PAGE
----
The Carthaginians excelled their parents the Phoenicians, using the 'gnomon' and astrolabes as well as the magnetic compass ("baetillium" or the "bones of Typhon") to navigate their way with ease. They plated the hulls of their ships with this sheets of lead or copper to prevent the attacks of shipworms, which would destroy wooden ships traveling in the tropics; this practice was not rediscovered until the British many centuries later. They hired mercenaries as sailors and soldiers from many lands, including Celts, Greeks, Germans, Scyths and many others, which would lead to some confusing clues left behind. They kept the Americas their national secret land, and threatened with death any who would dare to sail there. Indian seer tradition repeats this in large degree, including the fact that they (American Indians) were encouraged to kill any trespassers who ventured to "Turtle Island" (America). When Carthage was destroyed by Rome, contact was lost. Some Iberian-punic adventurers did apparently try to return, and Plutarch records that one American came to the ruins of Carthage where he remained for some time. Oh well, so much for the errata and addenda, will close here.

Monday, February 21, 2005

Eighth Edition

Useless News and other blather

Well the first bit of my work to appear in a book will be on the store shelves this fall. I wrote up a piece on Carthaginian explorers reaching America, and it will appear in an anthology tentatively titled "Mysterious Roots; the Disinformation Guide to Lost Civilizations" which will be edited by Preston Peet. Among the other contributors will be Graham Hancock and Michael Cremo, so the book ought to be pretty interesting stuff.

The title is still not locked in, the Disinformation company is not happy with the title and has posted a blog to fish for some title suggestions. When the title is locked in, I will post an update here. As for my own book, now in the sixth year of work and still not finished, well that should be wrapped up and (hopefully) will be published not too long afterwards. The title is The Secret of Carthage, but again one never knows what the publisher will decide!

Among the latest stuff on TV, we have been edified with such tidbits as Oetzi, the "iceman" who died in the Alps some 5300 years ago. Oetzi had so little respect for our modern historians, that he had among his belongings a copper axe, which is nearly 1000 years too soon according to those same historians. Oetzi had a surprising array of accesories with him, such as a backpack as good as any modern type, grass stuffed in his shoes for insulation, many different types of mosses, some for packing material, some for toilet paper, some for medicine, he had tatoos which were evidence of early acupuncture, again this is supposed to have been invented in China not in southern Europe! Oetzi also had copper in his hair, which proved that he had been involved in smelting the metal. Yep boy our historians sure know their stuff!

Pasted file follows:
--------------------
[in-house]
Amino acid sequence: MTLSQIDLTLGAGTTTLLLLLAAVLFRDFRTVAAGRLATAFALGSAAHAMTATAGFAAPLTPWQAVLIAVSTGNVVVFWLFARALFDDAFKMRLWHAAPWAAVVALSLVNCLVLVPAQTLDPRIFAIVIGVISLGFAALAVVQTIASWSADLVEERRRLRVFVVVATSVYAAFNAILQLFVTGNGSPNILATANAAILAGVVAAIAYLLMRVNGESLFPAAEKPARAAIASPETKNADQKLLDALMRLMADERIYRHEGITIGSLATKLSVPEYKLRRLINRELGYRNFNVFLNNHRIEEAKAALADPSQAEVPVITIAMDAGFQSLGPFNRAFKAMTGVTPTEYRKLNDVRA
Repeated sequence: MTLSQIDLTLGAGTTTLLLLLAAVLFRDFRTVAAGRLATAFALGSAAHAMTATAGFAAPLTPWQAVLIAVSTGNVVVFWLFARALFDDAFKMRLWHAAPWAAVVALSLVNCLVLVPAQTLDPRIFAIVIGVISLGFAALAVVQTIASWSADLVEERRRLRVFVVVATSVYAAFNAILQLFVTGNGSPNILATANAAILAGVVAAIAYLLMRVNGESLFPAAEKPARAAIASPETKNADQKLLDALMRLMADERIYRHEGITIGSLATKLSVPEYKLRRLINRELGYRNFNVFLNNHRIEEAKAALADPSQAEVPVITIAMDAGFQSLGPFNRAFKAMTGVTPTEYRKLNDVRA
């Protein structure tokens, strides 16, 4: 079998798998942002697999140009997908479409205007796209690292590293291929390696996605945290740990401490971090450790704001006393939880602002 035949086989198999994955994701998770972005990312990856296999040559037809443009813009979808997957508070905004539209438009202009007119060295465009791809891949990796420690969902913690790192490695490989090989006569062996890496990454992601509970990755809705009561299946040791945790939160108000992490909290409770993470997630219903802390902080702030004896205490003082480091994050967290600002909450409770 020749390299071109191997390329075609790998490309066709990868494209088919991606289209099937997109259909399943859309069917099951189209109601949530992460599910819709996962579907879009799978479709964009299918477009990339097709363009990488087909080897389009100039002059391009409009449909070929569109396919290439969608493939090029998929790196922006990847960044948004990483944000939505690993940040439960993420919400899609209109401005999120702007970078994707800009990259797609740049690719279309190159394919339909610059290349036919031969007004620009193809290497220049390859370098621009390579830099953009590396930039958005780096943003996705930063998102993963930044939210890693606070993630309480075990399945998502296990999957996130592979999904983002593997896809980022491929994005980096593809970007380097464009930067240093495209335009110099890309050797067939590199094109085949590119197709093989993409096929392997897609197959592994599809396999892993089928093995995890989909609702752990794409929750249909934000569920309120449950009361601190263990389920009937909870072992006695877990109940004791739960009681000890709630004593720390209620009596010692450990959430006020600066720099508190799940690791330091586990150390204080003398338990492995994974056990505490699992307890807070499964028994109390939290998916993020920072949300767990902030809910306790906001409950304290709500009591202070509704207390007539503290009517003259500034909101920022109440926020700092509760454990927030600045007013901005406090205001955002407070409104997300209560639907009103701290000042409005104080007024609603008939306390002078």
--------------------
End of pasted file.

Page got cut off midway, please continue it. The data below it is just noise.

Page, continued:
Hollywood is frequently attacked for being wildly inaccurate in their portrayals, yet in some features they are even tame compared with reality. For example, with the 'Afro-central' neuvo-history, we are taught that Egyptians were black Africans - however Rameses (the Great) had an aquiline nose and flaming red hair! If Hollywood ever depicted Rameses with flaming red hair they would probably face tremendous ostracism.

The UFO files tonight proved to be a repeat, and ended the program with the tidy 'scientific' answer to the abduction phenomenon; this is nothing but a mental affliction caused by electromagnetic pulses! As disparaging and insulting to the intelligence as this "answer" is, perhaps there is a crumb of truth here. For this theory to work, there must be a source of these electromagnetic pulses, keep this in mind. One possibility of the UFO and alien phenomena is that it is contact with a type of beings who are composed of electricity; there is evidence to support this too, for example the Quran states that Djinn are made of "smokeless fire" and are older than humans, the ancient Phoenicians said that the "watchers" were made of "fire" and that their natural shape was that of an egg. The strange incident of the Mothman was tied in mysteriously with electricity, and many UFO witnesses report strange electrical phenomena when in the presence of the craft. If these are beings who are actually composed of electricity, then these magnetic pulses could well be coming from them - this would mean that abductions are very much real, and could take place anywhere even in downtown New York City or in your safe warm bedroom! More on this later...

That is it for this edition, will fill in the rest of the news in an update later.


"We must find a way, or we will make one." --Hannibal Barca